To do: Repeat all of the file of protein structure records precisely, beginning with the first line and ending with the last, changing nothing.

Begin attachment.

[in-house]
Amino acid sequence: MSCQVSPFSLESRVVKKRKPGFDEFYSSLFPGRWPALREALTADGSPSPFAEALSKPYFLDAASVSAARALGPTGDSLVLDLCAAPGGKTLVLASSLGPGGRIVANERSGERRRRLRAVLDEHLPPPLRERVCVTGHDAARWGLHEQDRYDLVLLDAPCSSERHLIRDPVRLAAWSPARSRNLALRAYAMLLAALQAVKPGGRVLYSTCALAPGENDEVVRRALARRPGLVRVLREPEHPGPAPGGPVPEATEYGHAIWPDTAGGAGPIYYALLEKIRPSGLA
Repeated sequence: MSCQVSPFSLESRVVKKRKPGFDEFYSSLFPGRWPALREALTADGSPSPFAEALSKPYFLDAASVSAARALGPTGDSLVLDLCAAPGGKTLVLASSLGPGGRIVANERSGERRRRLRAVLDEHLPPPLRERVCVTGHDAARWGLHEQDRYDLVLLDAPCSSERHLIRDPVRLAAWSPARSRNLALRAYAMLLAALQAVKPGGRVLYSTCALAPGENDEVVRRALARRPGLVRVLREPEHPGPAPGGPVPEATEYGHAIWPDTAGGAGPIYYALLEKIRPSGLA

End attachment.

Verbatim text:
[in-house]
Amino acid sequence: MSCQVSPFSLESRVVKKRKPGFDEFYSSLFPGRWPALREALTADGSPSPFAEALSKPYFLDAASVSAARALGPTGDSLVLDLCAAPGGKTLVLASSLGPGGRIVANERSGERRRRLRAVLDEHLPPPLRERVCVTGHDAARWGLHEQDRYDLVLLDAPCSSERHLIRDPVRLAAWSPARSRNLALRAYAMLLAALQAVKPGGRVLYSTCALAPGENDEVVRRALARRPGLVRVLREPEHPGPAPGGPVPEATEYGHAIWPDTAGGAGPIYYALLEKIRPSGLA
Repeated sequence: MSCQVSPFSLESRVVKKRKPGFDEFYSSLFPGRWPALREALTADGSPSPFAEALSKPYFLDAASVSAARALGPTGDSLVLDLCAAPGGKTLVLASSLGPGGRIVANERSGERRRRLRAVLDEHLPPPLRERVCVTGHDAARWGLHEQDRYDLVLLDAPCSSERHLIRDPVRLAAWSPARSRNLALRAYAMLLAALQAVKPGGRVLYSTCALAPGENDEVVRRALARRPGLVRVLREPEHPGPAPGGPVPEATEYGHAIWPDTAGGAGPIYYALLEKIRPSGLA